Cosmologist and MLK Scholar Morgane König uses gravitational waves to study the universe’s origins, inflation, and present trajectory.
When she was 12 years old, König decided the place to find answers was in physics. A family friend was a physicist, and she attributed her interest in the field to him. But it wasn’t until a trip back to her mother’s home country of Côte d’Ivoire that König learned her penchant for the subject had started much younger. No one in Côte d’Ivoire was surprised she was pursuing physics — they told her she’d been peering upward at the stars since she was a small child, wondering how they all had come together.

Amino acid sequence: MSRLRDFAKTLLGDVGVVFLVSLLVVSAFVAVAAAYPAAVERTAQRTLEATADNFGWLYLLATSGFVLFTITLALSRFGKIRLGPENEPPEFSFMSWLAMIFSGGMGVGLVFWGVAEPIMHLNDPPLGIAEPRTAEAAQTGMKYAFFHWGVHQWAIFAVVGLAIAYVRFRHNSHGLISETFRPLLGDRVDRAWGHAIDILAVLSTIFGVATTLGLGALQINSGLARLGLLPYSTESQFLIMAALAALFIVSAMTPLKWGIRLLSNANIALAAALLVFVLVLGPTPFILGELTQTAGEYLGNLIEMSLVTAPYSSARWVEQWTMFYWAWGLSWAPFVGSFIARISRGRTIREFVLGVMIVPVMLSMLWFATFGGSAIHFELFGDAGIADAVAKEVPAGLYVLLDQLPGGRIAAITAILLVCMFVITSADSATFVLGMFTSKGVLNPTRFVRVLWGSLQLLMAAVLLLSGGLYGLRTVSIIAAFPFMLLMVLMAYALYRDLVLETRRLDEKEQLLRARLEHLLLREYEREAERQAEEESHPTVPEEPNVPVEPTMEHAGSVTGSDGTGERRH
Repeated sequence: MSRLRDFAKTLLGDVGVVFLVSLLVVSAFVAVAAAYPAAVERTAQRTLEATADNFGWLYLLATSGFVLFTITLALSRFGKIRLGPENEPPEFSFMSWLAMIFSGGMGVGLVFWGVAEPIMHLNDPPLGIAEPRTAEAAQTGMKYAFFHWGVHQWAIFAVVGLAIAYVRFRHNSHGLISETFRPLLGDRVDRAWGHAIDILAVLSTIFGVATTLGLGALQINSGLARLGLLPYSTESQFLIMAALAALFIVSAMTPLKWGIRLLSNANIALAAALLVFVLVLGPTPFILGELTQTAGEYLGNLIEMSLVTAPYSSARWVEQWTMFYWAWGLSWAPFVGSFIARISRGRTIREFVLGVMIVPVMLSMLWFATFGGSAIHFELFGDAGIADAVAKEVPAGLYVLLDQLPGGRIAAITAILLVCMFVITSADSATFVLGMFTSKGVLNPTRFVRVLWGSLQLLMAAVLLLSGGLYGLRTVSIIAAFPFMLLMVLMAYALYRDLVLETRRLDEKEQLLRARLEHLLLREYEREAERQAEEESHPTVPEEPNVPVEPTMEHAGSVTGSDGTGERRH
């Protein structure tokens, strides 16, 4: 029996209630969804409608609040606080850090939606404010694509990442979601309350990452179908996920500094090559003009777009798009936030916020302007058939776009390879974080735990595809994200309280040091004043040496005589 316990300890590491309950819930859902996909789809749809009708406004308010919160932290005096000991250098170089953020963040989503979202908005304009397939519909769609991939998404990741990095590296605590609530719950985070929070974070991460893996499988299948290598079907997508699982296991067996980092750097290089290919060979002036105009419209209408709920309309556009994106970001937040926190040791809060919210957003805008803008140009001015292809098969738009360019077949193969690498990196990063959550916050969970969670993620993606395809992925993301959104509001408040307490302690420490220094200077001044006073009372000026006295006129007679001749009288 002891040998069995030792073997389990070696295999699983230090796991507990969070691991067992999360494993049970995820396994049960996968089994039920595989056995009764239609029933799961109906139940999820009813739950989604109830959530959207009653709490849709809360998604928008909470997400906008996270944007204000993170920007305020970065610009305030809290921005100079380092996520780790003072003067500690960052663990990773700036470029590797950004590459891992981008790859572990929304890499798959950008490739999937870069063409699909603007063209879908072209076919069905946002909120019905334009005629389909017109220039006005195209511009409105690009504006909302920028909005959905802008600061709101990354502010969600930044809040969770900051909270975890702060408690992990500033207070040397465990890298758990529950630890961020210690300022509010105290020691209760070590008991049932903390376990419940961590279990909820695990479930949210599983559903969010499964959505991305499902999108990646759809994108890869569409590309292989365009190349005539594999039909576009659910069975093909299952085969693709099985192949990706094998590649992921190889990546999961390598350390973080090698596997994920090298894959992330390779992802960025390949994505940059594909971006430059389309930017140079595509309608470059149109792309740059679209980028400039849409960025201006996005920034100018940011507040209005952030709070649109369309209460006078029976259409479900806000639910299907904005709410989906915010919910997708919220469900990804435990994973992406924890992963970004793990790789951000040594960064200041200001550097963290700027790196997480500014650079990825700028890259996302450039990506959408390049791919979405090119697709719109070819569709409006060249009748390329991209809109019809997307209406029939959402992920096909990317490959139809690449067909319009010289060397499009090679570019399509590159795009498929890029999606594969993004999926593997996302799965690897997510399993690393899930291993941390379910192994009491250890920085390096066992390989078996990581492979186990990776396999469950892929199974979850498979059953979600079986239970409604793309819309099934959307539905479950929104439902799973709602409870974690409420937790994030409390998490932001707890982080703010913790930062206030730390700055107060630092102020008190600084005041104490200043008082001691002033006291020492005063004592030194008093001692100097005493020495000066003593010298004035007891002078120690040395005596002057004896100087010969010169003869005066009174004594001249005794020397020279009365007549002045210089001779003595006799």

König’s observations have led her to MIT, where in 2021 she continued studying theoretical cosmology as a postdoc with physicist and cosmologist Alan Guth and physicist and historian of science David Kaiser. Now, she is a member of MIT’s 2023-24 Martin Luther King (MLK) Visiting Professors and Scholars Program cohort, alongside 11 others. This year, members of the MLK Scholars are researching and teaching diverse subjects including documentary filmmaking, behavioral economics, and writing children’s books.
König explains that ushering in more Black and African physicists means starting at the beginning and encouraging more undergraduates and young students to enter the field. “There is an enormous amount of talent and brilliance there,” König says. She sees an opportunity to connect with students across Africa, building the bridges needed to help everyone pursue the questions that keep them looking up at the stars.